Max Unger keeps his right hand at his side. He’s hesitant to shake with it.
“My hands are all sweaty,” he says.
That’s OK, Max. We want your hands in their natural state: mauled, cut, nicked, bruised, busted and, yes, sweaty. That’s what this is about. We want to showcase some of the hands that will define the Seahawks’ season, from punter Jon Ryan (whose hands are more important than you think) to receiver Sidney Rice (who still carries scars from Brett Favre).
Those are Unger’s big paws in the photo. No hands touch the ball during a game as much as his.
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Notice his right hand, the one that snaps the ball 60-some times a game — no glove. He wore one in college but ditched it in the pros. He wanted to really feel the ball in his bare hand. Now he just wraps white tape around each finger.
“It’s just a little something there,” he says, “so if you blow a finger out or something it will stop it a little.”
No big deal. They’re just hands.
Jon Ryan gets right to the point.
“The biggest thing the average fan might not realize,” he says, “is that punting is 80 percent in your hands.”
“The biggest, most important part of punting is your drop,” he explains. “Without a good drop, you’re giving yourself no shot to hit a good ball.”
Ryan, Seattle’s veteran punter, is also Seattle’s holder for field goals and extra points. He was once selected as an alternate to the Pro Bowl and signed a six-year contract in 2010. The guy has been punting since he was 7 years old; he knows a thing or two about kicking a ball.
“You see so many young guys with these great big legs that can swing hard,” he says, “but if they don’t have good hands, they’re just not going to be a good punter.”
Here’s the sequence: Catch the ball 14½ yards deep, point the ball slightly nose-down or flat and spin it in your hands so it drops laces-up. Put your elbow against your hip, and there’s the line on which Ryan is trying to drop the ball. And if it’s a really windy day, “you’re going to drop the ball lower with the nose more down to drive the ball,” he says.
From the instant the ball touches his fingertips to when it hits his foot, he has 1.3 seconds.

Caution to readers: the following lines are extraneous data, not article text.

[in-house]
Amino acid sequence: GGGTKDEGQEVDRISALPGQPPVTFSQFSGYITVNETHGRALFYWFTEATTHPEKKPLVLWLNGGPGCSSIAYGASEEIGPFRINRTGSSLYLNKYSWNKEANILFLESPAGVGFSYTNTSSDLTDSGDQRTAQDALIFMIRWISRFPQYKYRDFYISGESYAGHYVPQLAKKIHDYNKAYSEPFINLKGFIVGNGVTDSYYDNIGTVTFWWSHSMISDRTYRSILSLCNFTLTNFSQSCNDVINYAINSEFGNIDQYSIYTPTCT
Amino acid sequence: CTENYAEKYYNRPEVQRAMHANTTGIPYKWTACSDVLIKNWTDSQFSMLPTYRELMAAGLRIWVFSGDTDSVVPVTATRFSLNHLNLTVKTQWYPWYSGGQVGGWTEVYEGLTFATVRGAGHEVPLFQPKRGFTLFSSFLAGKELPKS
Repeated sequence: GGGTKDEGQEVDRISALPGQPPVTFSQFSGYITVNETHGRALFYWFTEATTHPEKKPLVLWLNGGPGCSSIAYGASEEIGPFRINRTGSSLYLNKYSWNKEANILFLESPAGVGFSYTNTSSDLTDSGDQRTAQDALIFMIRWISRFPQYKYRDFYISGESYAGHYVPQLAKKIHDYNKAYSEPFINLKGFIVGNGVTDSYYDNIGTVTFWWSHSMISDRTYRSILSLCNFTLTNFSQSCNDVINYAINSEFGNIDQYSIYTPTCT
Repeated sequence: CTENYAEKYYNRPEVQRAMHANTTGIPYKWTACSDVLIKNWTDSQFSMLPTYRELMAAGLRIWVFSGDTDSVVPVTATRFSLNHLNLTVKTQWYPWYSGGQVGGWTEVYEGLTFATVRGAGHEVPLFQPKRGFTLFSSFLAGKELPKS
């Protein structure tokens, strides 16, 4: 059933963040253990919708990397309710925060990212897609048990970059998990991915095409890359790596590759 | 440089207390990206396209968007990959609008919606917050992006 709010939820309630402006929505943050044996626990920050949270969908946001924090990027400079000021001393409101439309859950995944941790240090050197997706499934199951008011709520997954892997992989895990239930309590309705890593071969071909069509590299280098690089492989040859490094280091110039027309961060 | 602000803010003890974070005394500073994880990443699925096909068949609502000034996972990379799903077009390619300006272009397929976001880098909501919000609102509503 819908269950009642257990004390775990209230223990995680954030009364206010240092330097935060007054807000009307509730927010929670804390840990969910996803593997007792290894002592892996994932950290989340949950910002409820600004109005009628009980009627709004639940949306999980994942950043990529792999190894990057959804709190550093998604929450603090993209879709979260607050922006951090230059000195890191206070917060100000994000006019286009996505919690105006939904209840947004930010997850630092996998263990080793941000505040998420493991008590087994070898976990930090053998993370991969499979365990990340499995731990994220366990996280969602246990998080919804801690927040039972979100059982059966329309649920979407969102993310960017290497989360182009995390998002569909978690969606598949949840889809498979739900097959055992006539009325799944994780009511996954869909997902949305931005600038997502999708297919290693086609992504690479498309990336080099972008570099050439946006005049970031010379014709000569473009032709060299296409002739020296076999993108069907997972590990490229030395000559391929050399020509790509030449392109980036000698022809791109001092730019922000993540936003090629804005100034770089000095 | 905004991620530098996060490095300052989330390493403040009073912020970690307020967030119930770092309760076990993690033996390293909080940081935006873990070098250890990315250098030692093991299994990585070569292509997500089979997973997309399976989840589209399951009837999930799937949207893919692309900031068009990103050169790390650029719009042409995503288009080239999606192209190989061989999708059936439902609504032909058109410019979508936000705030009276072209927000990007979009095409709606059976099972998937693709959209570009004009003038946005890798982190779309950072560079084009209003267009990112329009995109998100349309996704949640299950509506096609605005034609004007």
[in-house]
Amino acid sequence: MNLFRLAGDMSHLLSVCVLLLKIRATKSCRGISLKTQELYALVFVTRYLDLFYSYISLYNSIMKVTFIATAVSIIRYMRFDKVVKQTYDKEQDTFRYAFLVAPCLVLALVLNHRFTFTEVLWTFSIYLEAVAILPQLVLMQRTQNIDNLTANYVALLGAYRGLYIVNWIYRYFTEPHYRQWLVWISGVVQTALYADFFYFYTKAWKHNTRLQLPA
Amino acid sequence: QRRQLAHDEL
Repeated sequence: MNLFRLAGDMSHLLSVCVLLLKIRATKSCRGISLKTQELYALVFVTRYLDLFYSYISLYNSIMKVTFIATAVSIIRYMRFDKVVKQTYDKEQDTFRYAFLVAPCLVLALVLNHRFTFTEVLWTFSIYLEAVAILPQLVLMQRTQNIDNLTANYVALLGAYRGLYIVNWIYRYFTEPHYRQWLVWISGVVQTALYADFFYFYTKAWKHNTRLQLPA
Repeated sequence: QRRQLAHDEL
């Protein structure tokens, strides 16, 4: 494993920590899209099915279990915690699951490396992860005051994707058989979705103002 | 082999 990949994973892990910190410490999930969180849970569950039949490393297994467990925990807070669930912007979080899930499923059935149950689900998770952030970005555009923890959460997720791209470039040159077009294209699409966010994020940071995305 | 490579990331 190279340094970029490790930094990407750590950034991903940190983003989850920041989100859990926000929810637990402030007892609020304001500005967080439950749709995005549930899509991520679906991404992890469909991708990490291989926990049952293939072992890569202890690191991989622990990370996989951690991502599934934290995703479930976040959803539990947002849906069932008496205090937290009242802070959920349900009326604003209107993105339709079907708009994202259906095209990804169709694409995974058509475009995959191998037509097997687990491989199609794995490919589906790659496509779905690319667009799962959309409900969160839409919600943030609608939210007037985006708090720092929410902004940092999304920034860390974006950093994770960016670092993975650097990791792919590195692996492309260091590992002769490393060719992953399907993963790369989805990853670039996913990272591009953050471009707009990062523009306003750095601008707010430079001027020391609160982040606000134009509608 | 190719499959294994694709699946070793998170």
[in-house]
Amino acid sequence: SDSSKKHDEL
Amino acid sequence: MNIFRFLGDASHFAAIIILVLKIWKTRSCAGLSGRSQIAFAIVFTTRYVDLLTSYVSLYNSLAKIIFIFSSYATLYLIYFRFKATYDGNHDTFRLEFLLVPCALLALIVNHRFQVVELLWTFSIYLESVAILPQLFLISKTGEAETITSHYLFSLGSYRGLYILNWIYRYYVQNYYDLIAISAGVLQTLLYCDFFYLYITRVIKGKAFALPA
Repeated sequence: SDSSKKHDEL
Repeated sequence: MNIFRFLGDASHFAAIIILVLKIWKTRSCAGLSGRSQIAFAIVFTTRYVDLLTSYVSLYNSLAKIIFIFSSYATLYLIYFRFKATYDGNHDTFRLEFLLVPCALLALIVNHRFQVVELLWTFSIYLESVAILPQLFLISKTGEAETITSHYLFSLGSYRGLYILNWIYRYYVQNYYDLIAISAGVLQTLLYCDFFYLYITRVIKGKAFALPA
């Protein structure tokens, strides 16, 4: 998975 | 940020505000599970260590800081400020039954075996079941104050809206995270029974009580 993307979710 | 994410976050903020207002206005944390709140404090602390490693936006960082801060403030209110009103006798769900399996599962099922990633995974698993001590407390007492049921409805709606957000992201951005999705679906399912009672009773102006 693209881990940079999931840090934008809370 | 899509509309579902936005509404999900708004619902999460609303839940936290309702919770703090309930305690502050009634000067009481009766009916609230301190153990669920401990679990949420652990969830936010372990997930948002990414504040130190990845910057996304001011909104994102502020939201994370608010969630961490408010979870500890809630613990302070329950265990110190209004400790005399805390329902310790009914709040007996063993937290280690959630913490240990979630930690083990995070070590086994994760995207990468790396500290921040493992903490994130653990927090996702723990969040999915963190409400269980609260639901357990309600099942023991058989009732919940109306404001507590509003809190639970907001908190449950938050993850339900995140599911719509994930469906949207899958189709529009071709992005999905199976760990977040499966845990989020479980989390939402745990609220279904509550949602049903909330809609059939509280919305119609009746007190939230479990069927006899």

Sidney Rice smiles and holds his left hand flat. He straightens out his tentacle-like fingers, except one.
“It won’t straighten out,” he says.
Sure enough, his little pinkie remains curled like a banana. That would be the result of a game in college, when Rice didn’t follow one of the tenets of receiving: see the front of the ball, catch the back.
“I saw the tip,” he says, “but I didn’t catch the back.”
Instead, the ball smashed into the tip of his pinkie and broke the finger at the joint. There’s also the time he broke a bone in his right hand while dunking a basketball. He holds out both hands and looks down at the swollen knuckles on his middle fingers.
“And then a little Brett Favre action,” he says. “Jammed these up right here.”
Rice, Seattle’s leading receiver last year, played in Minnesota for two years with the bullet-throwing Favre. Favre throws so hard, Rice says, “The ball catches you, you don’t catch it.” One time, Favre threw a pass too high for the 6-foot-4 Rice. When Rice turned around in Minnesota’s indoor facility, the ball had gone through the insulation in the wall.
The problem with hands? Hardly anyone sees them on the field anymore. Receivers wear gloves. So do defensive backs and offensive lineman. Even Seahawks coach Pete Carroll wears them at practice.
Not tight end Sean McGrath, one of the few beacons of bare. Quarterback Russell Wilson calls him “old school.” Kippy Brown, Seattle’s receivers coach, often yells, “Get a pair of gloves!”
McGrath tried them. They just didn’t feel right, so he relies on his thick, leathery hands — “Iguana skin,” he says — to do the job.
McGrath wears a wristband on each arm to reduce the sweat dripping down his arms. He wants his hands a little sweaty but not sopping.
“You know how quarterbacks are always licking their fingers and stuff?” he says. “I’m not doing that, but I’m sweating enough for the same thing. My homeostasis is on point.”
McGrath, like Unger, tapes his fingers but just for looks.
“Cosmetics,” he explains.
He looks down at his hands shortly after ripping off his tape. “My sweet tan lines, as you can see,” he says. “Very chameleonish.”
The only downside to going gloveless comes when McGrath needs to block. Gloves make it easier to grab on to a little jersey, but Carroll has still praised McGrath’s blocking.
“It really forces you to work on your technique,” McGrath says.
But the upside comes during rainy games, when a number of guys opt to drop the gloves and go barehanded.
“In the rain,” he says, “I think I’ve got the edge.”
Richard Sherman doesn’t do anything too complicated with his hands.
“Just put them on, create contact,” he says. “Disrupt in any way you can. That’s the majority of what we’re trying to do. We’re trying to stop them if we can.”
Part of what makes him so effective is his ability to jam receivers at the line, and his hands act as roadblocks. Watch the way he throws them on a receiver’s body, veering him off course and messing with the timing of the play. He’s even referred to what he does at the line as “bullying.”
Sherman’s hands have hauled in 12 interceptions the past two years, the most of any player in the NFL during that span. He has also twirled his hands in circles around his ears during games, letting opposing players and coaches know they’re loco for throwing his way.
See, hands can be practical and playful. That’s part of their beauty, no matter how scraped and twisted they may be.
Jayson Jenks: 206-464-8277 or firstname.lastname@example.org